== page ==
• Increase a purpose in life and happiness
Therapeutic Interventions
8 to 10 weekly sessions of CBT
  • Counselor will provide psycho-education about personal views and image
  • Counselor will provide education on the promotion of good sleep hygiene.
  • The patient will take notes during and between therapy sessions.
  • Identify his maladaptive thinking and practices using the cognitive conceptualization diagram (López-López et al., 2019).
  • During sessions, the patient will use the pleasure/mastery scale to identify adoptive behavior.
  • The patient will complete a weekly thought record and use coping cards to challenge negative thoughts.
  • Engagement in activity scheduling such as exercise, self-care, and social events weekly.
  • Call the counselor on a weekly basis to report on success and actions taken for improvement.
  • Identification of actions by the patient to prevent relapse.
  • Provision of booster’s session by the counselor to prevent relapse.
Measures of outcome
  • A boost in self-esteem, low cases of sadness and loneliness, increases
  • Self-worth, participation in pleasurable activities, increased self-dependence
  • Report on reduced maladaptive practices and thoughts
  • observation of symptoms reduction and improved mood

Integration of faith

I integrate my practice with the Christian faith. Christ’s rule over all aspects of human nature can be challenged in biblical or Christian psychology that incorporates biblical and Christian teachings. Several clients I see may have a solid connection to religion or spirituality in their lives. They have religious and spiritual concerns that influence their values, beliefs, lifestyles, and behaviors, even if they are not the primary focus of treatment. These individuals believe that treatment should be based on a biblical worldview and the truth revealed in Scripture. Christian counseling is informed by the truth that all creation is affected by sin, and the human mind and body are in a fallen state. Persons are composed of both body and soul. Individuals may seek treatment because of religious or spiritual concerns. There are many examples, including disagreements over religious views and practices, spiritual crises, and feelings of disconnection from one’s faith. It is a common practice in psychotherapy for clients to draw strength and support from their own religious and spiritual beliefs.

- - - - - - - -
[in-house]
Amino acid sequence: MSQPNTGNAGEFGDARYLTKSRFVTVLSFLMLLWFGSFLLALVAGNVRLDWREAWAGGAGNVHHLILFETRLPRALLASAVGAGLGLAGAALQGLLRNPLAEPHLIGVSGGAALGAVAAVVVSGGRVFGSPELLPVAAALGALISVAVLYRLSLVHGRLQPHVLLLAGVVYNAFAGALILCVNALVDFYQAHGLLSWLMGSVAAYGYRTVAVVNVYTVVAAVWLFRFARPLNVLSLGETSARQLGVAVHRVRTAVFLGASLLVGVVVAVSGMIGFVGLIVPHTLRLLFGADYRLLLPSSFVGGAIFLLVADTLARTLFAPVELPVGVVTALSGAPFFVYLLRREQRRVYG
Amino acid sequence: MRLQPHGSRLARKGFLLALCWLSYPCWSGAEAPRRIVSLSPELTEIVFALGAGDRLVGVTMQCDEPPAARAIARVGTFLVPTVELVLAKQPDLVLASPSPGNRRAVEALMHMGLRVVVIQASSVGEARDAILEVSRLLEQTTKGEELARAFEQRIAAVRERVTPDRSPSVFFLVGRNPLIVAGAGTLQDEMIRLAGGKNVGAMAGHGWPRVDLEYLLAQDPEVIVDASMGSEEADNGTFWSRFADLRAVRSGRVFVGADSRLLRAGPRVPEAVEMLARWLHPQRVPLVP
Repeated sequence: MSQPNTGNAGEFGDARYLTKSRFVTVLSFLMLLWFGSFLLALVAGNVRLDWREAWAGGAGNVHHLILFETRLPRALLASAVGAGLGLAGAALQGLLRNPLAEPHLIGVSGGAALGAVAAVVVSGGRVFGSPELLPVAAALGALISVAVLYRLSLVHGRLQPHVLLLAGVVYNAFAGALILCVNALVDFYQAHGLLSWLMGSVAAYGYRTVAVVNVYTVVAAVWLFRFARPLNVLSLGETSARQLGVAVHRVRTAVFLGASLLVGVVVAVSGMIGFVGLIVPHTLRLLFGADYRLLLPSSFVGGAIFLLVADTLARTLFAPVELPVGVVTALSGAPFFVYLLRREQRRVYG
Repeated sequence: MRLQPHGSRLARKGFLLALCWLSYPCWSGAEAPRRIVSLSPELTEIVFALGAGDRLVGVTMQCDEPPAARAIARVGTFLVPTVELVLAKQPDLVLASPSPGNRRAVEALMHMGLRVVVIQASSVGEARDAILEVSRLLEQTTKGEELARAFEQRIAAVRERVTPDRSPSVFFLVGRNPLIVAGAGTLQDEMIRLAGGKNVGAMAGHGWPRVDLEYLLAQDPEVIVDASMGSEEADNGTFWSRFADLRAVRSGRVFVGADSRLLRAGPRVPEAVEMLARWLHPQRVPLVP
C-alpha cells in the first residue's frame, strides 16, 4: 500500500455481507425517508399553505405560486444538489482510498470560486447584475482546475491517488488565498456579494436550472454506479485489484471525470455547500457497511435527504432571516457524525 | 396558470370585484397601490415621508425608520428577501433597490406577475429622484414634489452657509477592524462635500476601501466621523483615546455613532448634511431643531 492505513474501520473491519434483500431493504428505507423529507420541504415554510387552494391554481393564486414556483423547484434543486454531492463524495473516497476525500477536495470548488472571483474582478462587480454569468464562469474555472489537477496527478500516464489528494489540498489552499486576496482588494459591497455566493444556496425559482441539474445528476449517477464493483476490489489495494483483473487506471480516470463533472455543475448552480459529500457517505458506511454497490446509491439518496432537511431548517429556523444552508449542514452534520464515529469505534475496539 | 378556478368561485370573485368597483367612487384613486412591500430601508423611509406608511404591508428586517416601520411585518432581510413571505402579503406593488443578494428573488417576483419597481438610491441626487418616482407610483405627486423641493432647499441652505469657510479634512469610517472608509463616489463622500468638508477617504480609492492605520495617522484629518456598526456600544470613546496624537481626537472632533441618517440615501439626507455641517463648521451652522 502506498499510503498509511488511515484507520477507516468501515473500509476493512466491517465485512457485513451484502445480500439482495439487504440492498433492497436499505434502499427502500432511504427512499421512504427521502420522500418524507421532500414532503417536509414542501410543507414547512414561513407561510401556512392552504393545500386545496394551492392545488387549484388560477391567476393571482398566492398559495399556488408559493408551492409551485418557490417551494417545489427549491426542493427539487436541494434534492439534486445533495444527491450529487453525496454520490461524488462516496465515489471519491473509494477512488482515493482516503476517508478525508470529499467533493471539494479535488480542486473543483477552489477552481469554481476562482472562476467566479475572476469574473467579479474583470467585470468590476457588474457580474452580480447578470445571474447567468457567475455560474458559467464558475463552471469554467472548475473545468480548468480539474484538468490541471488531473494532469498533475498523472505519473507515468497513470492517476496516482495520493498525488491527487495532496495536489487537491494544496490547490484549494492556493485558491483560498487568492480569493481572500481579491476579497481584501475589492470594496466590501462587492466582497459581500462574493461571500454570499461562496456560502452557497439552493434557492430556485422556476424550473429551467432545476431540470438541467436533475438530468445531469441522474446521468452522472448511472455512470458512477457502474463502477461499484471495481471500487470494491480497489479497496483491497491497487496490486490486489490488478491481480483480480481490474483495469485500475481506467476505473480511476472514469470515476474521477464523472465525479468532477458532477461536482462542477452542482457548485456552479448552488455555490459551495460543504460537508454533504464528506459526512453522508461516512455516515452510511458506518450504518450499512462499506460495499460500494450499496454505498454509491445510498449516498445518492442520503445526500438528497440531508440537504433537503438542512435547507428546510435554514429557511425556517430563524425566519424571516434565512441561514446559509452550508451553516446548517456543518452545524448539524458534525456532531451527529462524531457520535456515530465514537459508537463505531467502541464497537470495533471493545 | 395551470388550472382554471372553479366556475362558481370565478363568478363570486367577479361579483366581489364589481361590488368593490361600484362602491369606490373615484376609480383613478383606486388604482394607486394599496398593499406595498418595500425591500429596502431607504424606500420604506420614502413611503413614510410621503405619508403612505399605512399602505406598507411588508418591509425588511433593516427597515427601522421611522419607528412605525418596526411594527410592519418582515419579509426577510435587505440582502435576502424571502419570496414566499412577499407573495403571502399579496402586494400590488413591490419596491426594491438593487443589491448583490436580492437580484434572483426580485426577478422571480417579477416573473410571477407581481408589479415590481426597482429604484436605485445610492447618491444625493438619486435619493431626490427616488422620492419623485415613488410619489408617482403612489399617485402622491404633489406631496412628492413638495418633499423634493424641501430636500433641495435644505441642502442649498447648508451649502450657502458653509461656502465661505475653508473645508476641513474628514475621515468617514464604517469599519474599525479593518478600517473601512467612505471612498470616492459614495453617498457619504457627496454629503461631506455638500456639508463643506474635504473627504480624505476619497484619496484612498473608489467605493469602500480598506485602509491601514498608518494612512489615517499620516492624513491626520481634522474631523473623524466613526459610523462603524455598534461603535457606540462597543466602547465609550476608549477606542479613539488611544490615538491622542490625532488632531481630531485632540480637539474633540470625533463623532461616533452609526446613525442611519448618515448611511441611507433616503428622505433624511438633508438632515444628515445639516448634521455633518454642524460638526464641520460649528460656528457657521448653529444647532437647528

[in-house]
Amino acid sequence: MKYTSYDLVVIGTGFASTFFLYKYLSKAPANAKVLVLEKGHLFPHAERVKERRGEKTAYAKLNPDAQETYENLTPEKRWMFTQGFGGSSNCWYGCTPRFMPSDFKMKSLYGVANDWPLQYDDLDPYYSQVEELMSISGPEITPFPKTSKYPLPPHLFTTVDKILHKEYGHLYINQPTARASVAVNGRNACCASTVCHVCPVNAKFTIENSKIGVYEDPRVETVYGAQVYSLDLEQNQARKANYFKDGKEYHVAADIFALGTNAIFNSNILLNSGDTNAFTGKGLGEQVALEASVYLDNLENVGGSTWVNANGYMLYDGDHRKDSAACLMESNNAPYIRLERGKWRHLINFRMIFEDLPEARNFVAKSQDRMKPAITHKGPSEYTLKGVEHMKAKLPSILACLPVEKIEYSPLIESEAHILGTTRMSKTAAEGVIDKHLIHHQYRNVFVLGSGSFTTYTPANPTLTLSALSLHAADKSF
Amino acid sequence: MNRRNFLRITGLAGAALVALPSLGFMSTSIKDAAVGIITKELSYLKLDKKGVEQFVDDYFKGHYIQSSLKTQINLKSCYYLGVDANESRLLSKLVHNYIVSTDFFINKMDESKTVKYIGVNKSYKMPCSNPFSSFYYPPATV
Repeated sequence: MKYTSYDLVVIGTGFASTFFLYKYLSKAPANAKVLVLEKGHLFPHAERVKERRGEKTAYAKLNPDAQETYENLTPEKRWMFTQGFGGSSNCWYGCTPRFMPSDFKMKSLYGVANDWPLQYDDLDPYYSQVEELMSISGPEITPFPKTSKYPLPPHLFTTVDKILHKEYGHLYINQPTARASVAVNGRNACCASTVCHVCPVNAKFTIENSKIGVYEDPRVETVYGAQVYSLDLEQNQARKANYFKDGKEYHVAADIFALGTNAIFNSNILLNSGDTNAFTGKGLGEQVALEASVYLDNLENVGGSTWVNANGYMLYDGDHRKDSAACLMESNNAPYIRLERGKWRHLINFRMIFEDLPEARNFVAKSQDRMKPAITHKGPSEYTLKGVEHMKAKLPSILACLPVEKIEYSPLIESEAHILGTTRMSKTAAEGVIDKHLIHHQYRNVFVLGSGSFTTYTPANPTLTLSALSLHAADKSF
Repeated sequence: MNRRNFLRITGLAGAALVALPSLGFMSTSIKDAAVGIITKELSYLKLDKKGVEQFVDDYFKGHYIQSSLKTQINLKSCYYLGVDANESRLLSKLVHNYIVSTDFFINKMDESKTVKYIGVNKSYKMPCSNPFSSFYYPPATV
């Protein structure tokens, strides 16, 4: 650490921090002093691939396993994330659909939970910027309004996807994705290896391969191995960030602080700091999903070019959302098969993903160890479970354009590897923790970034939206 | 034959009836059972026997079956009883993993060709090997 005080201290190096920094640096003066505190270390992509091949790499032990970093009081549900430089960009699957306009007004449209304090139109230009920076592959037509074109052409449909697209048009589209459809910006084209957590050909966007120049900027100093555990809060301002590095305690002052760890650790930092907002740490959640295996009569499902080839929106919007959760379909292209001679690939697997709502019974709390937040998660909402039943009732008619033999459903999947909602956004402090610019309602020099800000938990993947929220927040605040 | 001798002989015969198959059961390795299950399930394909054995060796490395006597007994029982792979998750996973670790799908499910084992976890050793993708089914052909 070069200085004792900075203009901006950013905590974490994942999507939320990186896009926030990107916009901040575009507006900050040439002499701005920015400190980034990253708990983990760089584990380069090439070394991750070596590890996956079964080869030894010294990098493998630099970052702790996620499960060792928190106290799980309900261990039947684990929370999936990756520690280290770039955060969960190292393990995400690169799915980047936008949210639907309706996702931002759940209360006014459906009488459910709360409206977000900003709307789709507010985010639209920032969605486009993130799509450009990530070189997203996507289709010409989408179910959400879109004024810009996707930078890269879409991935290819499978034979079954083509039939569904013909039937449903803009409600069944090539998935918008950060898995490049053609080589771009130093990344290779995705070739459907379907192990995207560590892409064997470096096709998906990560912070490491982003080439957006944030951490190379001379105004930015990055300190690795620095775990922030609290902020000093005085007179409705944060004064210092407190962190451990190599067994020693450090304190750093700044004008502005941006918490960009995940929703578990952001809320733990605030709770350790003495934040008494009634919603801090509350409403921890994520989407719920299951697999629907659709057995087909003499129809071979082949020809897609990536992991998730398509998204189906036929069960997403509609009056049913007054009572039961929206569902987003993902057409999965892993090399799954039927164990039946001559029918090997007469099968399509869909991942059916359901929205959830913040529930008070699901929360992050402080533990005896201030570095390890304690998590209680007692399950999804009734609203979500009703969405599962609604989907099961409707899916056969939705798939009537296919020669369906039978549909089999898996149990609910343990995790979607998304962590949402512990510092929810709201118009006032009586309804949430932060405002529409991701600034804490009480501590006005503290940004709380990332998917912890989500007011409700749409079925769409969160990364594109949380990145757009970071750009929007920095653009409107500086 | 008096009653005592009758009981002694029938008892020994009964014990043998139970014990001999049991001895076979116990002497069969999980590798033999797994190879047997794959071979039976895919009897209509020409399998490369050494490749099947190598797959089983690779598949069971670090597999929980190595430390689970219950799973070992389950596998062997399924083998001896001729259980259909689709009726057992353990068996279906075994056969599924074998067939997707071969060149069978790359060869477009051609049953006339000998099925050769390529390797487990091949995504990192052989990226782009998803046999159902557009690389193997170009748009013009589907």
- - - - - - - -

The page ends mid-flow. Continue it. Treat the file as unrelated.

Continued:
Model of Counseling

My guiding theory involves aligning personal beliefs and values with theoretical approaches. I am working towards mastery of CBT as a foundation to navigate my counseling process. I include patients’ conceptualization based on their maladaptive behavior and thinking, leading to state anxiety and disorder. CBT-based interventions have been helpful when assisting my patients; however, I need a continuous reference to processes, interventions, and concepts. I plan to do further research and take classes to master the process and seek help and consultation from professionals who are more conversant with using CBT. Occasionally, I will ensure successful treatment for the patient is my main goal by doing more research on similar cases to maximize my effectiveness in treatment and quality of healthcare.


Herts, K. L., & Evans, S. (2021). Schema Therapy for Chronic Depression Associated with Childhood Trauma: A Case Study. Clinical Case Studies, 20(1), 22-38. Web.

López-López, J. A., Davies, S. R., Caldwell, D. M., Churchill, R., Peters, T. J., Tallon, D. & Welton, N. J. (2019). The process and delivery of CBT for depression in adults: A systematic review and network meta-analysis. Psychological medicine, 49(12), 1937-1947. Web.

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"The Major Depressive Episode Case Presentation." PsychologyWriting, 1 Oct. 2023,


PsychologyWriting. (2023) 'The Major Depressive Episode Case Presentation'. 1 October.


PsychologyWriting. 2023. "The Major Depressive Episode Case Presentation." October 1, 2023.

1. PsychologyWriting. "The Major Depressive Episode Case Presentation." October 1, 2023.


PsychologyWriting. "The Major Depressive Episode Case Presentation." October 1, 2023.